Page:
CNN contributor and Trump campaign surrogate Scottie Nell Hughes accused Hillary Clinton of the meeting the "definition of bigotry" for speaking out against racists and white supremacy.
During a Sunday panel discussion on CNN, MTV correspondent Jamil Smith argued that Trump's hiring of Breitbart chief Steve Bannon showed that GOP presidential campaign was a "rebranding of white supremacy."
"I would say that [Breitbart is] part of the white supremacist machine," Smith asserted. "They are trying to make sure these views become mainstream. And I think, through Trump, they are finding a way to do that."
Hughes, however, accused the media of "redefining what fair means in this election."
"Hillary Clinton's problem, she's having a problem with engagement," Hughes opined. "And she's worried about in November, the same very valuable demographic of the African-American vote is not going to be as engaged as they were in 2008 and 2012 to get out and vote."
According to the pundit, Trump had been right to call Clinton a "bigot" because the term was not only about racial discrimination.
"Bigotry, if you look at the definition, it's about someone who's small-minded and sits there and directs hate towards a certain group," she explained. "Hillary Clinton's speech [attacking alt-right conservatives] was all about hate towards a group that, while my fellow counterpart might consider them to be very racist, it's the exact opposite."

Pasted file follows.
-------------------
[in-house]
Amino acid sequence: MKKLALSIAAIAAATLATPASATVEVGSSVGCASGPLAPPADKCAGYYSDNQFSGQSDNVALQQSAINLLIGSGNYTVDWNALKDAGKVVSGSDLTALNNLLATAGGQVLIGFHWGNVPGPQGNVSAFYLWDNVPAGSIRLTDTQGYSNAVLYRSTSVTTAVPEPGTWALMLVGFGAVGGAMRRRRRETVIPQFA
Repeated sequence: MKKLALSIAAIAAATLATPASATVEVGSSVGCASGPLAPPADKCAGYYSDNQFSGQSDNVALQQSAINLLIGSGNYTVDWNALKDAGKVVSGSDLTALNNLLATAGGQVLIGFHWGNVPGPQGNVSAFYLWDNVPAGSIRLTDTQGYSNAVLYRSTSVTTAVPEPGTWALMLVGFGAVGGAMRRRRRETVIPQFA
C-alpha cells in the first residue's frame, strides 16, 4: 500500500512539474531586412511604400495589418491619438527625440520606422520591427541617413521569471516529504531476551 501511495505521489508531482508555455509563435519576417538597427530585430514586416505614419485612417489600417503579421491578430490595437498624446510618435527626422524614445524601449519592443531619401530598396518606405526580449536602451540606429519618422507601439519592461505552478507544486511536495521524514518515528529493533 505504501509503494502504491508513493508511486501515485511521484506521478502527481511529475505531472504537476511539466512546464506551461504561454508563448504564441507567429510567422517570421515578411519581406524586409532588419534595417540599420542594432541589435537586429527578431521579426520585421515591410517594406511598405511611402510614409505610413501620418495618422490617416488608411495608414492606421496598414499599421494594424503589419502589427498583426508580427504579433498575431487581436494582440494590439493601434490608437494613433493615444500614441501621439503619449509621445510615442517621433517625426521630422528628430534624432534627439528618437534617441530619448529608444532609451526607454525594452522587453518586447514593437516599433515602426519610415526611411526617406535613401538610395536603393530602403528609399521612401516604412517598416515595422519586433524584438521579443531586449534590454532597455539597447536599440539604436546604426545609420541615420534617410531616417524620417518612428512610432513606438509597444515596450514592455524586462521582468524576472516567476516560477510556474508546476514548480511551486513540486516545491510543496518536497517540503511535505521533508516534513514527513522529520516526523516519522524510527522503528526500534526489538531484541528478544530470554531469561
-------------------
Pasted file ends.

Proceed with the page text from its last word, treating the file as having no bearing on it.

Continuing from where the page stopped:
"These are God-fearing, baby-loving, gun-toting, military-supporting, school choice-advocating Americans!" Hughes added. "And just because maybe there might be some, a part of a very small fringe group [of white supremacists] that read Breitbart -- by sitting there and saying the entire website is white supremacy is kind of ridiculous as saying just because you have people that are anarchists and communists that read the Huffington Post, calling that newspaper establishment, [is like] saying that they're pro-anarchy and they're against the United States government."
Smith clarified Breitbart's role in promoting white supremacy.
"What they present is the view of the white supremacist mentality through their coverage," he observed. "It's not necessarily saying, 'Well, everyone who works there is a white supremacist.' I don't know that."
"The point is to say, what kind of viewpoint did they reflect? And it's undeniable that they reflect a white supremacist view if you looked over their coverage over the last several years."